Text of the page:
choose their candidates for the presidency, and it can be


a turning point in the race. What a super Tuesday! Surely only


the Americans could make a Tuesday super. All the candidates had some


success last night. The Republicans' Ted Cruise taking three states, his


rival, Marco Rubio, one. For the Democrats, Bernie Sanders won four


states. But it was the night that the presidential race seemed to


narrow to being a battle between these two and they're setting their


sights on each other. She's been there for so long. If she hasn't


straightened it out by now, she's not going to straighten it out in


the next four years. It's just going to become worse and worse. It's


clear to me that the stakes in this election have never been higher. And


the rhetoric we're hearing on the other side has never been lower. The


pantomime villain for the Democrats is worrying some Republicans and Mr


Trump, even though Ted Cruise is behind you, his call for his rivals


to dropout may start to resonate. So long as the field remains divided,


Donald Trump's path to the nomination remains more likely. And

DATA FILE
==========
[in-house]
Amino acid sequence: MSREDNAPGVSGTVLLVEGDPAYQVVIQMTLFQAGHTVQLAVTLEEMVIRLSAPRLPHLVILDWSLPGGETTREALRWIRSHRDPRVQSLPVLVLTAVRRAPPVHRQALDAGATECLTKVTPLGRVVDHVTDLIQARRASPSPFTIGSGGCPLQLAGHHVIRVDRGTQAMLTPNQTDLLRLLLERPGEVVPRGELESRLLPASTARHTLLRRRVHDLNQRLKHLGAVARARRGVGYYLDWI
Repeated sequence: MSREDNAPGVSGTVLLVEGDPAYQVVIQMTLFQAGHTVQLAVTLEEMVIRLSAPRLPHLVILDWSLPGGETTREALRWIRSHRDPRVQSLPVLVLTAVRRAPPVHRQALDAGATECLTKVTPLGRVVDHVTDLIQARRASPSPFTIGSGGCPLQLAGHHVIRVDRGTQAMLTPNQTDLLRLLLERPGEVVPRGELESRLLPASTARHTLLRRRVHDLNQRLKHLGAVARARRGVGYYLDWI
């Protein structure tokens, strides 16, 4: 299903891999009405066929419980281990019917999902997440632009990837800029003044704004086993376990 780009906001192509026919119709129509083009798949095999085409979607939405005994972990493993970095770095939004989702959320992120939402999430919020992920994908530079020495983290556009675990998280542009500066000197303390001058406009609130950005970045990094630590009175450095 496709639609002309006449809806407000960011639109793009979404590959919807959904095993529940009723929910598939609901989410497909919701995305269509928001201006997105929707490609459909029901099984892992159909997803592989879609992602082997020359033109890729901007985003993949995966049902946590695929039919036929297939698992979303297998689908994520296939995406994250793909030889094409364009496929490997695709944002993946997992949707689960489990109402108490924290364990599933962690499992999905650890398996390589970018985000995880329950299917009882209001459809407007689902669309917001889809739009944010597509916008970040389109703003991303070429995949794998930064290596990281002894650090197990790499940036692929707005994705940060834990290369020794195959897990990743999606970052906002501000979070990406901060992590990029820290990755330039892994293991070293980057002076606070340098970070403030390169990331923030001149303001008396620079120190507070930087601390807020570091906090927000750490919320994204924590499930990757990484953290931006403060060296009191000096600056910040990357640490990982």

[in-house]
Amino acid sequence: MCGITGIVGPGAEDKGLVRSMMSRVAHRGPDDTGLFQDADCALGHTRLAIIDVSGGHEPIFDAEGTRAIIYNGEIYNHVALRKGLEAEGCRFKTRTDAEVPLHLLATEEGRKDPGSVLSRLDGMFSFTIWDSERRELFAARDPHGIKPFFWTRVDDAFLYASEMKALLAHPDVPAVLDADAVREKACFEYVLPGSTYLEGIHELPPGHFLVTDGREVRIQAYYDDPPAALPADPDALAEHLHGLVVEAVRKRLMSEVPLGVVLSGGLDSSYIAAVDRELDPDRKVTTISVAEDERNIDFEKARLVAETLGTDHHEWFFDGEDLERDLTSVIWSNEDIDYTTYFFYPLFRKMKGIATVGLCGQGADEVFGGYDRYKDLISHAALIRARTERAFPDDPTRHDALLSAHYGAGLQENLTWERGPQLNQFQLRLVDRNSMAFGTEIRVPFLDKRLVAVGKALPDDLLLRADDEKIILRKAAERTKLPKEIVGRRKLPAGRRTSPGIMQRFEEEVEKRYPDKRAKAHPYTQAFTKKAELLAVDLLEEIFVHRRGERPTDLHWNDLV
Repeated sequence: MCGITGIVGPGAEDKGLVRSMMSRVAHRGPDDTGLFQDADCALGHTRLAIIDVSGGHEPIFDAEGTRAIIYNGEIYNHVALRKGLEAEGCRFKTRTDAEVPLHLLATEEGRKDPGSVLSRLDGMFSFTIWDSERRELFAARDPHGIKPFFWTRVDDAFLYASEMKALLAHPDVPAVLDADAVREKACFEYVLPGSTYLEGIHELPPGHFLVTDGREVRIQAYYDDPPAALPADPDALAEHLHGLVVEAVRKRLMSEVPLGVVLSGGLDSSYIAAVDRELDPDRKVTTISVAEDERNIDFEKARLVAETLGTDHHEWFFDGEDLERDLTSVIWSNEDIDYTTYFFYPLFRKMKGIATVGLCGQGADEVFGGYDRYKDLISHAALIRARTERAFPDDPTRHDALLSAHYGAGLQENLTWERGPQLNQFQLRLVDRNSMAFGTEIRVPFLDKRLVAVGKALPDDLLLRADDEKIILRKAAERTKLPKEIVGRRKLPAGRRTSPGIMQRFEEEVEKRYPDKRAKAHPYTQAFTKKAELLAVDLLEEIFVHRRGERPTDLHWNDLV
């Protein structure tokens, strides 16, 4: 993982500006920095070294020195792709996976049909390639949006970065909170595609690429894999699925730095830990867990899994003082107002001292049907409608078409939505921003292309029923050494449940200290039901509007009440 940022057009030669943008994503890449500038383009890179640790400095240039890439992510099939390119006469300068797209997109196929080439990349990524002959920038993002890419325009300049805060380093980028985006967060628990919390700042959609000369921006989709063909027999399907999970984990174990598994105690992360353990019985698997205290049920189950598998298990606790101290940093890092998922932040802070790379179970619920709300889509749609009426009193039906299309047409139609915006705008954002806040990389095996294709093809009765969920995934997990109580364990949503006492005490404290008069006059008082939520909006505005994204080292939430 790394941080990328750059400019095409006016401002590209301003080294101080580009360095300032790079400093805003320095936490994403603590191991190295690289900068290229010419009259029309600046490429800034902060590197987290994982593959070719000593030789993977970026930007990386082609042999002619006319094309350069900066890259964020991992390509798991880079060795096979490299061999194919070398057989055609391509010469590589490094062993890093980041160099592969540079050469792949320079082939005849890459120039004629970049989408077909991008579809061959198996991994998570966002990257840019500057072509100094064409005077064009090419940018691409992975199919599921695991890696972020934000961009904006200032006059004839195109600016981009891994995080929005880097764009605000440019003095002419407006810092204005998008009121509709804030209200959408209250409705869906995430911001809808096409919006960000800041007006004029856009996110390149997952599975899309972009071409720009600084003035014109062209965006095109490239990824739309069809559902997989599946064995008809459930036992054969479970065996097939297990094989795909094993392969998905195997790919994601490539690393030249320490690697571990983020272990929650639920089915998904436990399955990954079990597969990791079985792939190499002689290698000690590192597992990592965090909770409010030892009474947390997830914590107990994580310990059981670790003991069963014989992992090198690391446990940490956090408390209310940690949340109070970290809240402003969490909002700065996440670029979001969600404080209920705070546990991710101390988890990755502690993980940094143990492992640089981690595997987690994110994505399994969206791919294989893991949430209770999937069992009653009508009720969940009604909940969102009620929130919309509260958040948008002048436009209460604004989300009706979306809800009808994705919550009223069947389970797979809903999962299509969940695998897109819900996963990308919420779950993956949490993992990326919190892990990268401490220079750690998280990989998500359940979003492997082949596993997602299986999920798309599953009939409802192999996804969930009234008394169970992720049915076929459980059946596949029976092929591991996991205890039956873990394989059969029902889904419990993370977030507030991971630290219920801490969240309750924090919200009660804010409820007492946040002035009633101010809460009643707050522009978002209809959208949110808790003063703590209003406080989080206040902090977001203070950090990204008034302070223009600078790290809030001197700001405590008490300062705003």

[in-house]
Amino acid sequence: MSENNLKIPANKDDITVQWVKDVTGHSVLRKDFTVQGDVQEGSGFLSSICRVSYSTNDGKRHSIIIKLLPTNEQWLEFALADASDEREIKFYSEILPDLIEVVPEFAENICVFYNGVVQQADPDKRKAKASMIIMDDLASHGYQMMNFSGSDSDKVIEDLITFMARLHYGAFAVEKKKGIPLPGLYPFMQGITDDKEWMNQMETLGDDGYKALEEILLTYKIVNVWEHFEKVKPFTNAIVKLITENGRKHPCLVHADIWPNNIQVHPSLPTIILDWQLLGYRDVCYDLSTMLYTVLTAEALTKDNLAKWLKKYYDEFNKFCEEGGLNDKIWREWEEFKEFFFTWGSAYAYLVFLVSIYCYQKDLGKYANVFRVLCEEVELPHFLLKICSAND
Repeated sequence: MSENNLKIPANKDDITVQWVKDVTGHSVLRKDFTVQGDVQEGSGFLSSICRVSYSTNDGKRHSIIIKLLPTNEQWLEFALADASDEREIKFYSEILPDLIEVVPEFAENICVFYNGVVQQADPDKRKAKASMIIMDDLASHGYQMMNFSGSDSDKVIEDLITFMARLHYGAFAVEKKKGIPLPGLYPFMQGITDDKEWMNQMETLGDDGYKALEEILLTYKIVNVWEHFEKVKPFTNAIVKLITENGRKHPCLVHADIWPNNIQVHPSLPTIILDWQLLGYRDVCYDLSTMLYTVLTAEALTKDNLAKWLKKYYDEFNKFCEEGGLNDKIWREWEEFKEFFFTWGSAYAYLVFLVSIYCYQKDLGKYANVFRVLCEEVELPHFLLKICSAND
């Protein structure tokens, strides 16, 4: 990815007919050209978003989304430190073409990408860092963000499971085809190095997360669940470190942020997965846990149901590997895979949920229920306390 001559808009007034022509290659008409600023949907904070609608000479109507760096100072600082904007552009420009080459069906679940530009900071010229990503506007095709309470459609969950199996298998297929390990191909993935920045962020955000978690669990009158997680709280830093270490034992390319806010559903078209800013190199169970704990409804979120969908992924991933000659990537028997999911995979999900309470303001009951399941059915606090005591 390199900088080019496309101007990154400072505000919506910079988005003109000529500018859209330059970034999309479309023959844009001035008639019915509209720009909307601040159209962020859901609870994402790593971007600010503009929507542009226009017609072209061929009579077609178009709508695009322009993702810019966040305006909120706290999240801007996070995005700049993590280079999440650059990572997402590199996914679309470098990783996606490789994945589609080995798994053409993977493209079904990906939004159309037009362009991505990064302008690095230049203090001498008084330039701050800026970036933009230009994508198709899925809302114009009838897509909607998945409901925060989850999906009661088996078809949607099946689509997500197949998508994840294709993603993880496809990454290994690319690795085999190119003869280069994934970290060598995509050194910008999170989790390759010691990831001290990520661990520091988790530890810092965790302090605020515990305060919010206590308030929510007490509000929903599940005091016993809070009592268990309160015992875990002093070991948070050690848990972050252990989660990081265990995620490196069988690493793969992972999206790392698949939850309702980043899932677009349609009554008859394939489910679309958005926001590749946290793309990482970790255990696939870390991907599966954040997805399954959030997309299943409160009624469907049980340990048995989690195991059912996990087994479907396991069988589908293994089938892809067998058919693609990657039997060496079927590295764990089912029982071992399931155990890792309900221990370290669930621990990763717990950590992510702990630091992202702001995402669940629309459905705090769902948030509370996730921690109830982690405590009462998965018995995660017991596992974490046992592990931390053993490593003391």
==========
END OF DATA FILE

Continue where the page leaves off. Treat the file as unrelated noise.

that would be a disaster for Republicans. And yet last night


Donald Trump seemed to strike a conciliatory tone. I'm a unifier. I


know people are going to find that hard to believe but believe me, I am


a unifier. Much of this campaign has been hard to believe and be election


isn't even till November. Thank you all very much.


We're joined now by Kate Andrews from Republicans Overseas


and by the MP Sir Simon Burns, who makes no secret of his support


He's even got a selfie with Hillary Clinton to prove it.


We won't show that now. It's daytime television! Kate Andrews, are you


now reconciled to Donald Trump being your party's candidate? I think


anyone looking at this race would have to assume that he is the very,


very likely Republican candidate. Something interesting that came out


of last night is how well Senator Ted Cruise did do in a lot of the


states. He did well in his own state of Texas and Oklahoma. Second place


is very important because it is awarded proportionally it isn't


winner take all. You raise a very interesting point. It is very


interesting. I would suggest it helps Mr Trump that Mr Cruise is


still in the race because the Rubio/ Cruz vote will split and Mr Trump